When it comes to maintaining production systems, the solution of choice at the BMW Group is to use sensors, data analytics and artificial intelligence (AI). So rather than the previous approach of rule-based maintenance at regular intervals, predictive maintenance is carried out, based on the current condition of the system. This not only prevents unscheduled downtimes in production but also makes an important contribution to sustainability and the efficient use of resources by ensuring optimum system availability. Innovative, cloud-based predictive maintenance solutions are currently being rolled out across the global production network.
Predictive maintenance as an early warning system in production
The increasing digitalisation of maintenance has made a predictive approach more and more important. By monitoring equipment and status data, predictive maintenance can forecast system failures before they actually happen. To optimise the upkeep of systems, data is used to decide when to replace components as a precaution so as to prevent unnecessary downtimes. Predictive maintenance also enhances efficiency and sustainability by ensuring intact components are not exchanged too early.
Forecasting states via a cloud-based platform
Predictive maintenance uses a cutting-edge cloud platform to obtain early warnings about potential production downtimes. The data comes directly from the manufacturing systems themselves, which are connected to the cloud only once, via a gateway, for monitoring, and then constantly transmit data – usually once a second. Individual software modules within the platform can be switched on and off flexibly, as needed, to accommodate changing requirements immediately. And with a high degree of standardisation between its individual components, the system is globally accessible, highly scalable and allows new application scenarios to be implemented easily and existing solutions to be rolled out fast.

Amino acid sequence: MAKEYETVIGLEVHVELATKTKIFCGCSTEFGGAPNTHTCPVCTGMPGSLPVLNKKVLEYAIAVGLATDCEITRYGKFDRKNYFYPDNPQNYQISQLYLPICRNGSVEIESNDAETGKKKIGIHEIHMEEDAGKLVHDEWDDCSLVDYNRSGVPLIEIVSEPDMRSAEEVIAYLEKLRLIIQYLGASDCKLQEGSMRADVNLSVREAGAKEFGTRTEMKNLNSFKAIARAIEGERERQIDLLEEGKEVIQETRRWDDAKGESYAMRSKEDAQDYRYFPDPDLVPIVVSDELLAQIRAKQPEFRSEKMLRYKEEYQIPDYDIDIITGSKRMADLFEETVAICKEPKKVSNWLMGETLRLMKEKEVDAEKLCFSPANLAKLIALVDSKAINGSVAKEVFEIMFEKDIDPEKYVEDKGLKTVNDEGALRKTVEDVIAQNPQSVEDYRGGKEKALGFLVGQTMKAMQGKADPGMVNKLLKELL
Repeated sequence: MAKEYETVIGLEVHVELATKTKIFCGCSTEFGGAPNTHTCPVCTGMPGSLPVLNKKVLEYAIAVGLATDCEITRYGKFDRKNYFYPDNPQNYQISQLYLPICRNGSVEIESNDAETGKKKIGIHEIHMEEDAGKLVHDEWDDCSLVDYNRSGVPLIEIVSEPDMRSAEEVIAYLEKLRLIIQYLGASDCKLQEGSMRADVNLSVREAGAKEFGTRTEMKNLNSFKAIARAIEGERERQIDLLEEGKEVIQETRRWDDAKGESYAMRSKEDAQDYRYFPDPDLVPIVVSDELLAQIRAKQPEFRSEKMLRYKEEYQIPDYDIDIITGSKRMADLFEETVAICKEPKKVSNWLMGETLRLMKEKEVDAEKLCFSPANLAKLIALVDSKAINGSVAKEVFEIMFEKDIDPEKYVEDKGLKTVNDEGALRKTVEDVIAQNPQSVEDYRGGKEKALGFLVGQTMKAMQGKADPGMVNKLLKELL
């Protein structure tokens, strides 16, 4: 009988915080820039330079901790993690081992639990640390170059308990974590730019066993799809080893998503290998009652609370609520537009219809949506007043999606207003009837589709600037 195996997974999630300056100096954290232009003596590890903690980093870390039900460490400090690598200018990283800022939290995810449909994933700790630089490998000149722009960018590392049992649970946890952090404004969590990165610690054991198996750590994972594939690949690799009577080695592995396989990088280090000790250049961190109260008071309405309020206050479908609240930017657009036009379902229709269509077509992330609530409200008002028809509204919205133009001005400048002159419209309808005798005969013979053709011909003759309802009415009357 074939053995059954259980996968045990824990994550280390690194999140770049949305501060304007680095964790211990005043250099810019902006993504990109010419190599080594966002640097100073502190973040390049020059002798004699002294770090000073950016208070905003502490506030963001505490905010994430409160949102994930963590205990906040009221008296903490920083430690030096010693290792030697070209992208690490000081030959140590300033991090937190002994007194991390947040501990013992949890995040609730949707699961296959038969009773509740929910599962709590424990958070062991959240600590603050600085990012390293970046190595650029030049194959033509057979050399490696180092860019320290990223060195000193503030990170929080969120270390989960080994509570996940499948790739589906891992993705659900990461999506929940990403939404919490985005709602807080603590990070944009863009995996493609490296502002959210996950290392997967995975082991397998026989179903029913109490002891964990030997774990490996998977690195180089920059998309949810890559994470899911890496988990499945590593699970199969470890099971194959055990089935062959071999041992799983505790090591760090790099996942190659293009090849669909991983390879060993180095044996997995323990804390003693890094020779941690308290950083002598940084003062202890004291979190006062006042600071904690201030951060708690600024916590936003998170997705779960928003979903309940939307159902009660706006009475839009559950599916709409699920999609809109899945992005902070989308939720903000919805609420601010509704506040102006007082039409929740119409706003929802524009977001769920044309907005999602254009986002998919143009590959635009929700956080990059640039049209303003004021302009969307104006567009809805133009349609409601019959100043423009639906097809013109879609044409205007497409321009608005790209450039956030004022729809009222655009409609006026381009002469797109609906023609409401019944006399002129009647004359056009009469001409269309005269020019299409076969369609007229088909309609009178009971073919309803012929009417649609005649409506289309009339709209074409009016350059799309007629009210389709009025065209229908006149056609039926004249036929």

Predictive maintenance allows maintenance and repair processes to be carried out as required by the actual condition of the system and planned into already-scheduled production downtimes. Repairs can be more accurately targeted and carried out more cost- and resource-efficiently. In addition, extending running times prolongs the service life of tools and systems significantly. The guiding principle behind the provision of this solutions is: Developed once, rolled out often – across the BMW Group production network.
Diverse range of applications
The flexible, highly automated systems in mechanical drivetrain production manufacture a conventional engine or casing for an electric motor every minute. To keep these machines in good condition, predictive maintenance uses simple statistical models – or predictive AI algorithms, in more complex cases – to detect any anomalies. It then issues visual warnings and alerts to inform employees that maintenance is due.
Over in the bodyshop, the welding guns perform about 15,000 spotwelds each per day. To prevent potential downtimes, data from welding guns around the world is collected by specially developed software. It is then sent to the cloud to be collated and analysed with the help of algorithms. All the data is displayed on a dashboard for worldwide use to support the maintenance processes.
In vehicle assembly, predictive maintenance helps prevent downtimes in conveyors. At BMW Group Plant Regensburg, for example, the control units of the conveyor systems work 24/7 to send data on points such as electrical currents, temperatures and locations to the cloud, where it is constantly evaluated. The data specialists can then identify the position, condition and activities of every conveyor element at any given time. Predictive AI models use the data to detect any anomalies and locate technical problems.